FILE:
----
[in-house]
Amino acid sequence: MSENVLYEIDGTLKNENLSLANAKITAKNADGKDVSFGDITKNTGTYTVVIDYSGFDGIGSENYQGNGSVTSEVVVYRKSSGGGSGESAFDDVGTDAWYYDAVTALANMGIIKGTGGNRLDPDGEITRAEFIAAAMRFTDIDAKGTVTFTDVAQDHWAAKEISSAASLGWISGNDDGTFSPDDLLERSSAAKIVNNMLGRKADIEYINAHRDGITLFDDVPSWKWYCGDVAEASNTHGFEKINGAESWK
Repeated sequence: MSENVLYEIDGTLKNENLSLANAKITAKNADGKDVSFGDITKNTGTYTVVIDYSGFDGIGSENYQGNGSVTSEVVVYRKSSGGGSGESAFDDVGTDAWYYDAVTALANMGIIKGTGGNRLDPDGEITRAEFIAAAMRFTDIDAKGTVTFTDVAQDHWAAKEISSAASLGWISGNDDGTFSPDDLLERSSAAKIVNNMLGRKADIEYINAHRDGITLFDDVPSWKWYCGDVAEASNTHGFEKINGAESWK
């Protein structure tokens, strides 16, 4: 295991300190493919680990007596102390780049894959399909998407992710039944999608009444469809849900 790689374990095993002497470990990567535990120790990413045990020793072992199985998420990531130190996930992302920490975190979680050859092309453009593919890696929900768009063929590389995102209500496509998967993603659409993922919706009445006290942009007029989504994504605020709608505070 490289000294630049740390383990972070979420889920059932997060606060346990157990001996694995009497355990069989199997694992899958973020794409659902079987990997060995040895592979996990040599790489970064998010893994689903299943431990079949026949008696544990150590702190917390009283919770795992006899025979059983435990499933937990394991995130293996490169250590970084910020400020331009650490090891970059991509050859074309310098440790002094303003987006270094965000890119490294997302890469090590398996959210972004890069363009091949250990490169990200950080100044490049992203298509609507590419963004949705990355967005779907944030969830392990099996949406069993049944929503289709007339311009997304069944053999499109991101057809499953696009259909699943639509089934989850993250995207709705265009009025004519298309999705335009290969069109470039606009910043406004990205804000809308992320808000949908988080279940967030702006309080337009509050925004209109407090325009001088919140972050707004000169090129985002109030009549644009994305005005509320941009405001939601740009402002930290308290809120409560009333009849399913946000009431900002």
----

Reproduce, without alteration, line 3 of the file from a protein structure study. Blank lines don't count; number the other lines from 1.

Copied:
Repeated sequence: MSENVLYEIDGTLKNENLSLANAKITAKNADGKDVSFGDITKNTGTYTVVIDYSGFDGIGSENYQGNGSVTSEVVVYRKSSGGGSGESAFDDVGTDAWYYDAVTALANMGIIKGTGGNRLDPDGEITRAEFIAAAMRFTDIDAKGTVTFTDVAQDHWAAKEISSAASLGWISGNDDGTFSPDDLLERSSAAKIVNNMLGRKADIEYINAHRDGITLFDDVPSWKWYCGDVAEASNTHGFEKINGAESWK